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African trade zone strengthens bargaining power

The African continent’s zone will have estimated GDP of USD 624 billion and cover more than 527 million people 

Three African trading blocs have created a free trade zone of 26 countries – stretching from Egypt to South Africa – with a GDP estimated at USD 624bn.

It is hoped the deal will ease access to markets within the continent for global investors and end trading problems arising from the countries’ membership of multiple trading groups.

The deal also aims to strengthen the continent’s bargaining power when negotiating international deals.

Analysts say the agreement, signed in October 2008, will help intra-regional trade and boost growth. The agreement is also expected to stimulate joint infrastructure and energy projects in the zone. 

The three blocs that struck the deal were the Southern African Development Community (SADC), the East African Community (EAC) and the Common Market for Eastern and Southern Africa (Comesa). Six heads of state from the 26 countries attended a meeting in the Ugandan capital, Kampala, to sign the agreement. They plan to set a timeframe for integration within a year.

“The greatest enemy of Africa, the greatest source of weakness, has been disunity and a low level of political and economic integration,��? says Ugandan President Yoweri Museveni. “Bigger markets are a strategic instrument of liberating people from poverty.��?

Many of the leaders and representatives consider the new pact a way of giving Africa a greater voice on the world stage. President Museveni says that it is a step in the right direction for a continent that suffers unfairly within global trade.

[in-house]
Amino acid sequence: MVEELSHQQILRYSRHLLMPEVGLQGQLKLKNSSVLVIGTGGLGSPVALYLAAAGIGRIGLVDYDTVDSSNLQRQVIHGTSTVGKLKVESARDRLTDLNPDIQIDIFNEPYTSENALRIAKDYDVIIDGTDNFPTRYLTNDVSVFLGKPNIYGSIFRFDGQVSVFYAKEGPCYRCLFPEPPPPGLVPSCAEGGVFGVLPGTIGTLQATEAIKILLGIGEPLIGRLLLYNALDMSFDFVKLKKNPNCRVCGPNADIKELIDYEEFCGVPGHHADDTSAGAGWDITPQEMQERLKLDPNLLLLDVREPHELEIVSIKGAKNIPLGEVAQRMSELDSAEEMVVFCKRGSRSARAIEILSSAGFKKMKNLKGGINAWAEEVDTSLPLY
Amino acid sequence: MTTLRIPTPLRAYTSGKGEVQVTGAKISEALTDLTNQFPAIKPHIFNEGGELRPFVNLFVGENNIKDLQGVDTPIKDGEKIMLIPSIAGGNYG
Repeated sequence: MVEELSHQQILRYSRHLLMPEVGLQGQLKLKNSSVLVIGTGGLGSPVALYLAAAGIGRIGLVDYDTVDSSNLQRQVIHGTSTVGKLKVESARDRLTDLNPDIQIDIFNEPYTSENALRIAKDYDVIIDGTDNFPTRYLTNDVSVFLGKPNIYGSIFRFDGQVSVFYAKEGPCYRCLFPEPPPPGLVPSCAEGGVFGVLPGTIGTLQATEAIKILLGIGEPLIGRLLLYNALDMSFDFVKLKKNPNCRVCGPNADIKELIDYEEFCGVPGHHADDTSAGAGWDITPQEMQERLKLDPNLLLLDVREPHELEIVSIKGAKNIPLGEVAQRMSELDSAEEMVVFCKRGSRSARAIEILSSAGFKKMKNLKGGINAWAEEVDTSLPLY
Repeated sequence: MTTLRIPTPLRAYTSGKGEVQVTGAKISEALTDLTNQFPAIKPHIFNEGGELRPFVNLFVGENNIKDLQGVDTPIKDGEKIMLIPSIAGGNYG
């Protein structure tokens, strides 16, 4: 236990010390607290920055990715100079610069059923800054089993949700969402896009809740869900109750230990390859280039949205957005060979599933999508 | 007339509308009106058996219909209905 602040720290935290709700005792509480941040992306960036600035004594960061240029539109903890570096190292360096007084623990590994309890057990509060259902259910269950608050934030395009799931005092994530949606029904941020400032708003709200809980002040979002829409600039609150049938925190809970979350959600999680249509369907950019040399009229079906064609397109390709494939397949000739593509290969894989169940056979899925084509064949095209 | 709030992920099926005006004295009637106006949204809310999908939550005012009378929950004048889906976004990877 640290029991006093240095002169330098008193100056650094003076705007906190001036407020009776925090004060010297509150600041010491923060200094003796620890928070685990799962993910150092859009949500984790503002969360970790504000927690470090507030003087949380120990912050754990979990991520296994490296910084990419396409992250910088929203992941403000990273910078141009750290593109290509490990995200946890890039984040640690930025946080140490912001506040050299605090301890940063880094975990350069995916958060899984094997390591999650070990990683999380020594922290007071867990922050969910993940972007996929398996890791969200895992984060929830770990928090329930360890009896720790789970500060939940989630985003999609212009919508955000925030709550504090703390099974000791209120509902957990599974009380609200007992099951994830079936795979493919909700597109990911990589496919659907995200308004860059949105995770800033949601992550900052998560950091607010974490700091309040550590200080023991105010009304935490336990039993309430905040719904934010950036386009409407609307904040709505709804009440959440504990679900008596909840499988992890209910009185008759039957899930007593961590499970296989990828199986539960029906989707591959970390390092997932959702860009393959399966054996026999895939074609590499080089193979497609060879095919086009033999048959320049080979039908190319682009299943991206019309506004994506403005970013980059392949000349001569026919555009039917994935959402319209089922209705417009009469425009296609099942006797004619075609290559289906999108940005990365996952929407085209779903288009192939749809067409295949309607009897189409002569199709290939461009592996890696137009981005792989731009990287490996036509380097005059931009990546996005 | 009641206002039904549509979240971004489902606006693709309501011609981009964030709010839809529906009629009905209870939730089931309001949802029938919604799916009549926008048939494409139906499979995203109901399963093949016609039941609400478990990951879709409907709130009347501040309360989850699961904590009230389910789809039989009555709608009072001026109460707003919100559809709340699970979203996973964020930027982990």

South African President Kgalema Motlanthe says: “By coming together, the member states will have a strong voice in advancing our interests on the international scene.

“While Africa and other developing countries have marginal influence over the decisions that have brought the international finance systems to the brink of collapse, unjustifiably, African countries will bear the brunt.

“Developing countries must be included in the governance of all international financing institutions to mitigate adverse effects on them.��? 

Director-general of South Africa’s department of foreign affairs, Ayanda Ntsaluba, says: “When we have a pan-regional free trade area we will have a legitimate base to negotiate as a bloc. Then some of the internal contradictions that arise as we negotiate as separate regions begin to be taken away.��? 

Debbie Goldthorpe, chief operating officer at Africa Matters, which helps companies conduct business in Africa, believes the free trade zone will open up more opportunities for investors in the continent. Although “some way down the track��?, the bloc will enhance investors’ experience of trading conditions, such as in cross-border delays and different import and export duties.

The three blocs merging together are already well-established in their own right: they cover varying swathes of land and numbers of people.

The SADC covers a population of 248 million people and a zone where cumulative GDP is USD 379 billion (2006 latest figures).

The SADC’s members include South Africa, Tanzania, Zambia and Zimbabwe.

Comesa covers 398 million people. The area has a combined GDP of USD 286.7 billion (2006 latest figures). Among its members are Uganda and Sudan.

EAC is the smallest of the group in terms of GDP – USD 46.6 billion in 2006.